Everyone wants to know what they can do to help the victims and families of Newtown, Connecticut. Prayers, messages of strength and unity, flowers, gifts, cards, donations–they are all good and thoughtful sentiments. It’s important that we focus on the 26 innocent lives that were lost that day at the school–not the 27th life.
But if we really want to do something, we need to take action. And it starts with what we are willing to tolerate.
Here’s my suggestion: Stop tuning in to news stations that show “shocking” coverage of that event and even so much as mention the shooter’s name. Just stop watching it. Stop reading online sites and newspapers that talk about him and show his photo. Stop forwarding anything that contains his name. Stop watching coverage of the children from that school or the grieving families. Give them some space and some privacy. Stop going to movies that contain violence. Stop watching TV shows that feature guns, weapons, shooting, fighting and murders. Stop watching YouTube or music videos that contain violence.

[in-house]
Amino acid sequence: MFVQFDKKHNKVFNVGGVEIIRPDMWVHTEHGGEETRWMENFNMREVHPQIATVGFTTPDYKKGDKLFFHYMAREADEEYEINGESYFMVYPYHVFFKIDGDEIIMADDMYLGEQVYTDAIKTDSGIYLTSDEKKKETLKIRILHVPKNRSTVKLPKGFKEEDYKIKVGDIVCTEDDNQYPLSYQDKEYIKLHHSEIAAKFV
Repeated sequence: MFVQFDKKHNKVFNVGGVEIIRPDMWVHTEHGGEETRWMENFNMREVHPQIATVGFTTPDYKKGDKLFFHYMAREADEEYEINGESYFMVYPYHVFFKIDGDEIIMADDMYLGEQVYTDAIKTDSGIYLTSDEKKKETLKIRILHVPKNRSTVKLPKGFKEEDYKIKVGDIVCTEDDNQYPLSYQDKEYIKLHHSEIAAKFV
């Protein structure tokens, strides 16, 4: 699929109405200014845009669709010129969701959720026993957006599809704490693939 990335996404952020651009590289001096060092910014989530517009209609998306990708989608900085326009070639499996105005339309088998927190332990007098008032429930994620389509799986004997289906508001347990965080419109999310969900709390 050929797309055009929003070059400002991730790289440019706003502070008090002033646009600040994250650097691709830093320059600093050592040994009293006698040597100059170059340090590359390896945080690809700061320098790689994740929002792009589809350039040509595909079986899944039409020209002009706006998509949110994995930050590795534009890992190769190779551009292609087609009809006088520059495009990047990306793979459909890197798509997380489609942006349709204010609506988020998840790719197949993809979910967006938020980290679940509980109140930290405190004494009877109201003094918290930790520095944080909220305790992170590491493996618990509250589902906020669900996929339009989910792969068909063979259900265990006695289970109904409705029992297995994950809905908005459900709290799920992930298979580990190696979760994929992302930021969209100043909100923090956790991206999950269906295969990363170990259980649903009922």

Let’s take a stand and reclaim our right to a non-violent society. Let’s focus more on our impact. Let’s be kind. Let’s be thoughtful about what we do and what we allow.
This is a free county, and we’re grateful for freedom of speech, but we can all make better choices for ourselves and our families about what we allow into our homes, our hearts and our minds. And that starts with refusing to tolerate the depiction of violence as entertainment. Maybe then the media will get the message and begin to do the right thing.